In 2014, Central Valley Regional Center was awarded a Mental Health Services Act grant, with ARCA as the primary contractor. Its purpose was to examine concerns expressed by regional centers and other agencies about potential systemic issues encountered by people with developmental disabilities who become involved in the criminal justice system. The outcome of the grant was the identification of potential optimizations of the way such individuals are served during their involvement with the criminal justice system.
ARCA’s Forensic Task Force has, supported by ARCA staff, developed an online repository of information (resource guide) available to all 21 regional centers and others. This resource guide includes national, state, and local best practices that have been effective in work with persons with developmental disabilities involved in the criminal justice system.
The Task Force also identified areas of specific need, such as a lack of competency trainers within the community. Work was directed toward the development of competency training sessions, materials, and technical assistance for potential providers for regional centers to vendor and utilize.
This project was intended to benefit both juvenile and adult persons with developmental disabilities with co-occurring mental health, substance use, and other diagnoses. It was anticipated that this project and the products developed will help persons with developmental disabilities resolve their involvement in the criminal justice agency in a more expeditious manner.
Since 2015, three forums were held, and a variety of resources have been developed as a result.
Juvenile Competency (ppt) PowerPoint describing the work of the LA County Probation Department as relates to juveniles with competency concerns.
Legal Documents – Competence (pdf) Jury instructions for determining if a defendant is mentally competent, penal code description of trial process for a defendant found competent, and penal code description of what happens if competency changes during postrelease supervision or parole
The Development of an Innovative Music Therapy Treatment Method: Trial Competency Through Music (pdf)This article describes and discusses Competency Through Music, a music therapy program, as a competency restoration tool (when used with standard evaluations, psychopharmacology, and psychoeducational treatment) for individuals found incompetent to stand trial. Participants engage in group therapy where they listen to a song and then discuss the legal significance of it (identify crime committed in song, possible legal outcomes for the crimes committed in the song, etc.). In a later phase of treatment, participants role play as the public defender or district attorney for the characters who committed crimes in the song, applying their trial competency knowledge.
Building Trust and Legitimacy within Community Corrections (pdf)Report that discusses the need for community corrections to be taken seriously as a viable way to reform the criminal justice system. It discusses 6 core principles for creating success in community corrections (a summary of these principles can be found on page 20 of the report).
Disability and Criminal Justice Reform: Keys to Success (pdf)This 62 page report addresses the need for reform in the criminal justice system of The United States of America. It highlights the need for appropriate community supports for individuals with disabilities upon their release from incarceration to decrease recidivism rates.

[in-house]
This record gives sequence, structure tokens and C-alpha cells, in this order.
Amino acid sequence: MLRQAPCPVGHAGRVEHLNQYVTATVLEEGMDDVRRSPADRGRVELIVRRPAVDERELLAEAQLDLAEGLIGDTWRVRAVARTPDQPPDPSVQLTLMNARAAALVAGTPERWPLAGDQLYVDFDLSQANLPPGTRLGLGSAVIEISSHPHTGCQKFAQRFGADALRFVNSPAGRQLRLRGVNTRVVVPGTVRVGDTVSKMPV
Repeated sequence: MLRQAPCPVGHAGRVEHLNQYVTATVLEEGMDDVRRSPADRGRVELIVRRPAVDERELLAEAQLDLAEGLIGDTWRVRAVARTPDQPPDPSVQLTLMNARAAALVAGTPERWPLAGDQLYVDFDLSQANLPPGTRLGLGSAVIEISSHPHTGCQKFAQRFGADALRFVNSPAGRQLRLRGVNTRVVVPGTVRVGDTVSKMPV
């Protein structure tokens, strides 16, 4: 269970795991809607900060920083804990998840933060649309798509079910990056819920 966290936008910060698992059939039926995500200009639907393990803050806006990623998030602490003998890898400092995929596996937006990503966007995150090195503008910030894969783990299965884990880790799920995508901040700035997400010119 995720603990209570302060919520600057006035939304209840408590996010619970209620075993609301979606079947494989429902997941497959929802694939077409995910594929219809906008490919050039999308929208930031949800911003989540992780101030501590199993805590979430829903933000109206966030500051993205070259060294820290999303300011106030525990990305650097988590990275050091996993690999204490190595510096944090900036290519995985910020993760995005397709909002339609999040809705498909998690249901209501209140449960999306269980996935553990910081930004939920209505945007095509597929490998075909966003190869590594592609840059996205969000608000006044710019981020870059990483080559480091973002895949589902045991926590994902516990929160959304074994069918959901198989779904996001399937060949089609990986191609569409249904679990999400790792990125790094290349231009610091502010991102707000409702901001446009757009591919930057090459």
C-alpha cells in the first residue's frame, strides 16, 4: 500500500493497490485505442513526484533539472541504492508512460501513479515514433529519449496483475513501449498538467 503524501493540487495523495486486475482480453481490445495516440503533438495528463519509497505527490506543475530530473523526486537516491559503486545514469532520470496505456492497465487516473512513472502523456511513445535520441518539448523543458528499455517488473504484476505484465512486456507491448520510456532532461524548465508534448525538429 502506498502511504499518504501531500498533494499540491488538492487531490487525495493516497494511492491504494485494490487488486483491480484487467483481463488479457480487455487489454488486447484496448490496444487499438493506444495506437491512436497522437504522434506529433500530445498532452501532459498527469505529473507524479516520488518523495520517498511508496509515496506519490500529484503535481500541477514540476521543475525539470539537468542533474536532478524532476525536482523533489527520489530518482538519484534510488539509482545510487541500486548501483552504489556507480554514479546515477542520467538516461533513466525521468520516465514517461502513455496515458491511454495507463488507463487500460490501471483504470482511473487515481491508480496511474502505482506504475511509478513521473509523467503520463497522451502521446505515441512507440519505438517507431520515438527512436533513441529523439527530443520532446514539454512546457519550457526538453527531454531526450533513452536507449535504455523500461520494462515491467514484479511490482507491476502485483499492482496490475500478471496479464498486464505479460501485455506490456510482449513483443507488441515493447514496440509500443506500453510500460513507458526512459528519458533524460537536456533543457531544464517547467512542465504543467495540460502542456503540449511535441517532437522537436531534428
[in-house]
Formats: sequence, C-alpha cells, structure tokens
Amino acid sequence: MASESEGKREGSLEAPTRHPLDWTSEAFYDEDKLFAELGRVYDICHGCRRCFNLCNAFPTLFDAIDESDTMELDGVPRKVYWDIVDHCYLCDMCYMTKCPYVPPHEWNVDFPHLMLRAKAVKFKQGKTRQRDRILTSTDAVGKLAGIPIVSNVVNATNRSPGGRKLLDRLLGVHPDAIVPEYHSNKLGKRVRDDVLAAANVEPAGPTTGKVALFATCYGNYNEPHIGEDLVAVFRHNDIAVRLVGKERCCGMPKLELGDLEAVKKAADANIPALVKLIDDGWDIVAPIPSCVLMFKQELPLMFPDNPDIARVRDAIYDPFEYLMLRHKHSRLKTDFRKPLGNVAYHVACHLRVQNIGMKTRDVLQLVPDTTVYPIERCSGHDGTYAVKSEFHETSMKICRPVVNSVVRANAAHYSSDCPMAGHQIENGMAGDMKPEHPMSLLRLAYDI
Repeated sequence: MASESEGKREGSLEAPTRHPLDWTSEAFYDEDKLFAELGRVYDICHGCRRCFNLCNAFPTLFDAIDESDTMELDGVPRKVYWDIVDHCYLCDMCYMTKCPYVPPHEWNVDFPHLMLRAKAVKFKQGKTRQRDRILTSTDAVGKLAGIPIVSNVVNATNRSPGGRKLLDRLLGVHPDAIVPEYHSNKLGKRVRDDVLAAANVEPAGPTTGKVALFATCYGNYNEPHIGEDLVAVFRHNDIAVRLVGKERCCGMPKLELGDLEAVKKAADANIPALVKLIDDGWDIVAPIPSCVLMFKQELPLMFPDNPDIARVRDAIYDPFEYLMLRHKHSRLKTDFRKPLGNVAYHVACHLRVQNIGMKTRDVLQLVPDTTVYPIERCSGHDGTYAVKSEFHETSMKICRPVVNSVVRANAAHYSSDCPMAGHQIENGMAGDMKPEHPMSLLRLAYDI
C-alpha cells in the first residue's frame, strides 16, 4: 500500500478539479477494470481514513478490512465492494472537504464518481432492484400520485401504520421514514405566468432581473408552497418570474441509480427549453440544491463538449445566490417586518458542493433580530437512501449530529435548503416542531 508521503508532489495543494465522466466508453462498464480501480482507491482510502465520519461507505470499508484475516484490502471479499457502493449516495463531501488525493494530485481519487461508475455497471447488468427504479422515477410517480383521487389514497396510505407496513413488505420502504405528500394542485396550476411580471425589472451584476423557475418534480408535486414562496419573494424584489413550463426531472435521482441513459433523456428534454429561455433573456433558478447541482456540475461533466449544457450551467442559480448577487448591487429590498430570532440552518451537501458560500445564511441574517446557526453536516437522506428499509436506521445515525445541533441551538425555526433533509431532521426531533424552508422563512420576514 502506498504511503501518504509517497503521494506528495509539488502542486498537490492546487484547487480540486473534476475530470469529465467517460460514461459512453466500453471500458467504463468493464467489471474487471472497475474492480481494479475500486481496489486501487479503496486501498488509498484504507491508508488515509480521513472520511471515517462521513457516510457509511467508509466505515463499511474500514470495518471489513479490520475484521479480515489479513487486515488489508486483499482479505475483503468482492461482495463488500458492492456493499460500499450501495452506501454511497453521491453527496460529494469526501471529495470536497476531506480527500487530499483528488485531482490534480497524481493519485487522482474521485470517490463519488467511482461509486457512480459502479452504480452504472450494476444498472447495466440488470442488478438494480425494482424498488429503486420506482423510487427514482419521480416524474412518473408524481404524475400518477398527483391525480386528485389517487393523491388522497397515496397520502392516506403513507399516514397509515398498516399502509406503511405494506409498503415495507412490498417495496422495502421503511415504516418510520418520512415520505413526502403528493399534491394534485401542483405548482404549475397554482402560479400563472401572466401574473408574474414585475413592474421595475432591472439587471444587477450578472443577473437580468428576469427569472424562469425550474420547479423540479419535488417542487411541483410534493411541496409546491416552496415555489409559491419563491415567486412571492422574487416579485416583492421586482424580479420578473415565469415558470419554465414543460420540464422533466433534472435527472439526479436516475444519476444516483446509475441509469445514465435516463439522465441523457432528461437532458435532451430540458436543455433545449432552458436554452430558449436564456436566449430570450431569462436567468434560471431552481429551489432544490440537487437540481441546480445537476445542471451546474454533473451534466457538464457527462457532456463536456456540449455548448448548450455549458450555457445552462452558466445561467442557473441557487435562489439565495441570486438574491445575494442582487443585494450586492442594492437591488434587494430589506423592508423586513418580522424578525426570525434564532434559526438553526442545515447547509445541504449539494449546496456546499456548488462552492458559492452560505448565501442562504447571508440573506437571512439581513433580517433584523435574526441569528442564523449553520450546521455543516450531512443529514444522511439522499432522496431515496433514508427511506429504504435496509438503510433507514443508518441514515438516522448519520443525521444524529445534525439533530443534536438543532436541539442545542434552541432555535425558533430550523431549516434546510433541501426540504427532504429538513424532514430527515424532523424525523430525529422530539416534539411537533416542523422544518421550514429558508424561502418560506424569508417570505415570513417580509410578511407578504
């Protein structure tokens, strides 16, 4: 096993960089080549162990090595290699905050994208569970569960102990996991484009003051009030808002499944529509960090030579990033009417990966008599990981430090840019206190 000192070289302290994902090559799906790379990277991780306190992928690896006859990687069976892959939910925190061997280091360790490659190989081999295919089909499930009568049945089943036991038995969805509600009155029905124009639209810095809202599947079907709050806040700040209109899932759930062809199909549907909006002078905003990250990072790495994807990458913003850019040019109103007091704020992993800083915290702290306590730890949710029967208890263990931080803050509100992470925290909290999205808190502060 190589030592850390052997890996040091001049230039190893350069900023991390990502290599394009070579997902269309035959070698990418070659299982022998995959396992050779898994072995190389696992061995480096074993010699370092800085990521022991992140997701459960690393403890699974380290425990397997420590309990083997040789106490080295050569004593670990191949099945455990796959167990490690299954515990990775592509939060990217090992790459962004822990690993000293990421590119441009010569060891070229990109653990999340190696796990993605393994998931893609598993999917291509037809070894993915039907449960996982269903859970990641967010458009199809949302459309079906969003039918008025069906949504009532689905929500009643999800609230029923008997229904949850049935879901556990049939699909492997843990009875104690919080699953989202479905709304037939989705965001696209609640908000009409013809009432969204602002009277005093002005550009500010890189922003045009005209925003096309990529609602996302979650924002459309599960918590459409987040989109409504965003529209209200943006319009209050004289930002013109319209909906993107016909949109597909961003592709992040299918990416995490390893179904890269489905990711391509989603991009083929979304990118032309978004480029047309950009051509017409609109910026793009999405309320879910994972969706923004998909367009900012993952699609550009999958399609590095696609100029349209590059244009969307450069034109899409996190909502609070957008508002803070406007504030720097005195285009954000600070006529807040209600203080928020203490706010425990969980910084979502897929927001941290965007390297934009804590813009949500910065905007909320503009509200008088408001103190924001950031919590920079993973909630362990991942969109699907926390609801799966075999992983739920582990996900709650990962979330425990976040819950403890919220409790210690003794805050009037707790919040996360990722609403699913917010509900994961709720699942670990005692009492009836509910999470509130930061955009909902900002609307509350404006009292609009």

Problem Solving Treatment for Intellectually Disabled Sex Offenders (pdf)This article describes the use and possible benefits of Problem Solving Treatment (PST) as part of a treatment plan for sex offender with intellectual disabilities (ID). The article proposes that there is a need for research on problem solving deficits often present in the sex offending behavior of offenders with ID and the effectiveness of PST treatment for these individuals.
Olmstead County Mental Health Programs (PowerPoint) This is a PowerPoint presentation that discusses several forensic services and programs in Minnesota. Slides 20-22 discuss some local programs regarding jail diversion (CIT, increased collaboration amongst relevant agencies). For example, a 2014 grant called Whatever It Takes (WIT) began providing various wrap around services that aim to support people and maintain their ability to live in the community following hospital release.
Diversion: Overcoming Barriers to Build Capacity for Effective Interventions (pdf) This report aims to highlight the need for innovative and efficient ways to reduce recidivism and prevent incarceration of individuals with mental illness. The report discusses several treatment models that may be applied to individuals with mental illness, substance use disorder, and other diagnoses involved in the criminal justice system (CBT, DBT, SAMHSA peer support specialist, RNR Model).
Effectiveness of a Mental Health Court in Reducing Criminal Recidivism and Violence (pdf) This article reports on a study done to evaluate whether a mental health court in San Francisco reduced the risk of recidivism by people with mental health disorders who had been arrested. The study analyzed the occurrence of new criminal charges for people who entered mental health court versus those with mental health disorders who were booked into an urban county jail.
Exodus Recovery Project Connect (PowerPoint) Project Connect is an innovative program, funded by the San Diego Regional Center, for persons with intellectual and developmental disabilities with co-occurring mental health and substance use issues who are currently involved or at a high risk to become involved in the criminal justice system.